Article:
By preformed in a permanent zig-zag configuration is meantthat the spring portions from the center line 28 are alternately staggered and self-sustaining and are formed in the manner, so that they normally assume this shape when assembled and are therefore not placed under tension when loaded.
While a specific embodiment of the invention has been described and illustrated, it will be understood that various modifications may be made 1 within the scope of the appended claims without departing from the spirit of the invention.
What I claim is: r 1. A longitudinal spring element preformed into zig-zag configuration along a zig-zag axial line, said element comprising a single sinuously bent wire having curved portions alternately arranged on opposite sidesj'ot said axial line and tangent to zig-zag lines on oppositesides of said semblies l1 and I8 as a whole renders the likelihoodof breakdowns very remote during the life of the vehicle or article of furniture. The elimination of short and small spiral springs eliminates 'weak'elements which are liable to failure in the ordinary spring assemblies. The spring units 2| of the invention are of very sturdy construction and the connectors 23, 29 and 30 may be made as strong as -is necessary. From the improved construction provided by the invention.
therefore, the individual components of a seat assembly are all strong and durable.
Modified construction In the modified construction shown in Figure 3, the spring units |2| are similar in construction to the spring units 2| of Figures 1 and-2-.
axial line and substantially parallel thereto, the alternate curved portions being joined by parallel straight portions oblique to said axial line.
2. A spring assembly comprising a frame, a series of longitudinal spring elements having their ends connected to said frame, each spring eler'nent being preformed into zig-zag configuration along a zig-zag axial line, and comprising a singlesinuously bent wire having curved portions alternately arranged on opposite sides of said ax'- ial line and tangent to zig-zag lines on opposite sides of said axial lineand substantially parallel thereto, the alternate curved portions being Joined by parallel straight portions oblique to said axial line.
3. A spring assemblycomprising a frame, a
"series ofclongitudinal spring elements having their ends connected to said frame, each spring element being preformed into zig-zag configura- .tion along a. zlg-zag axial'line, and comprising a single ,sinuouslybent wire having curved-portlons alternately arranged on oppositesides of.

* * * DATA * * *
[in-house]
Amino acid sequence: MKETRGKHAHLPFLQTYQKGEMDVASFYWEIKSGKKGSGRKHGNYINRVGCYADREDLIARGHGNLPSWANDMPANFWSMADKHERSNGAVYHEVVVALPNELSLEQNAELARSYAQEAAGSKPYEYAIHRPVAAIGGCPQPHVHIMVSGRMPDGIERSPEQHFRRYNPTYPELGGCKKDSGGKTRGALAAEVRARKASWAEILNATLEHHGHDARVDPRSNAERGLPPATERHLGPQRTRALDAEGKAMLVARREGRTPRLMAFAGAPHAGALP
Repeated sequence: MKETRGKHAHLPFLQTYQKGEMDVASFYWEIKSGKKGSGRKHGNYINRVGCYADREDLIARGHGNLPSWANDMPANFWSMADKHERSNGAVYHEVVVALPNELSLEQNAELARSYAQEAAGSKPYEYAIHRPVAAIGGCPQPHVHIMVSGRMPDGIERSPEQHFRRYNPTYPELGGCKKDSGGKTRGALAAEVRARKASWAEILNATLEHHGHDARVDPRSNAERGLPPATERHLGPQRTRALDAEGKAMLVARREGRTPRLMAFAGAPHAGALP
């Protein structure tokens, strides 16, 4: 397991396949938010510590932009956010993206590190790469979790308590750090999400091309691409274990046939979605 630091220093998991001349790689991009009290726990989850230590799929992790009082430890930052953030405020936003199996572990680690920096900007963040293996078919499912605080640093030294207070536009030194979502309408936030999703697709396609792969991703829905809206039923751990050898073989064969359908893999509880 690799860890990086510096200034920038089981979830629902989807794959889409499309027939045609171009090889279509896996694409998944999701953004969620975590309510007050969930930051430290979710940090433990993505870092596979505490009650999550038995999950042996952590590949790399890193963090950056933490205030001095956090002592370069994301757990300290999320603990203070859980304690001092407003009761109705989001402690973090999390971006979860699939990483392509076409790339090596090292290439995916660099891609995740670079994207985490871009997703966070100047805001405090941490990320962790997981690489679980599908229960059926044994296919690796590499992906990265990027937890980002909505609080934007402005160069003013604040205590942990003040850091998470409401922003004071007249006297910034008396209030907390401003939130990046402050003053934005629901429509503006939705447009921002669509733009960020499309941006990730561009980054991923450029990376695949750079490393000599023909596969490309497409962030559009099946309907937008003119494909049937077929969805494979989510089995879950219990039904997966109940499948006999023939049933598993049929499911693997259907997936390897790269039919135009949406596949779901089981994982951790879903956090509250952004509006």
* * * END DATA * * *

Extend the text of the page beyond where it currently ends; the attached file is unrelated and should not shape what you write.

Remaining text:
said axial line and tangent to zig-zag lines on opposite sides of said axial line and substantially parallel thereto, the alternate curved portions being joined by parallel straight portions oblique to said axial line, and said springv elements being slightly curved lengthwise between their points oi; connection with the frame to resist compressional forces;
. 4. A spring assembly comprising a frame, a series of longitudinal spring elements having a single sinuously bent wire having curved portions alternately arranged on opposite sides of said axial line and tangent to zig-zag lines on opposite sides of said axial line and substantially parallel thereto, the alternate curved portions being joined by parallel straight portions oblique to said axial line, and said spring elements being connected to adjacent spring elements at spaced intervals along said zig-zag line on optheir ends connected to said frame, each spring 10 posite sides of said axial line,
element being preformed into zig-zag configuration along a zig-zag axial line, and comprising FRANK J HORTON.
US393913A 1941-05-17 1941-05-17 Spring construction Expired - Lifetime US2319684A (en)

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Cited By (4)

* Cited by examiner, † Cited by third party
Publication number Priority date Publication date Assignee Title
US2648851A (en) * 1949-05-25 1953-08-18 No Sag Spring Co Spring strip for connecting springs into groups
US3559978A (en) * 1969-04-01 1971-02-02 Otto P Molt Flat spring arrangement for use on a spring wire mesh
US20070138341A1 (en) * 2004-12-07 2007-06-21 Joshi Shiv P Transformable skin
US9732831B2 (en) 2015-07-23 2017-08-15 Ford Global Technologies, Llc Self-tensioning member for a cable or rope

Cited By (4)

* Cited by examiner, † Cited by third party
Publication number Priority date Publication date Assignee Title
US2648851A (en) * 1949-05-25 1953-08-18 No Sag Spring Co Spring strip for connecting springs into groups
US3559978A (en) * 1969-04-01 1971-02-02 Otto P Molt Flat spring arrangement for use on a spring wire mesh
US20070138341A1 (en) * 2004-12-07 2007-06-21 Joshi Shiv P Transformable skin
US9732831B2 (en) 2015-07-23 2017-08-15 Ford Global Technologies, Llc Self-tensioning member for a cable or rope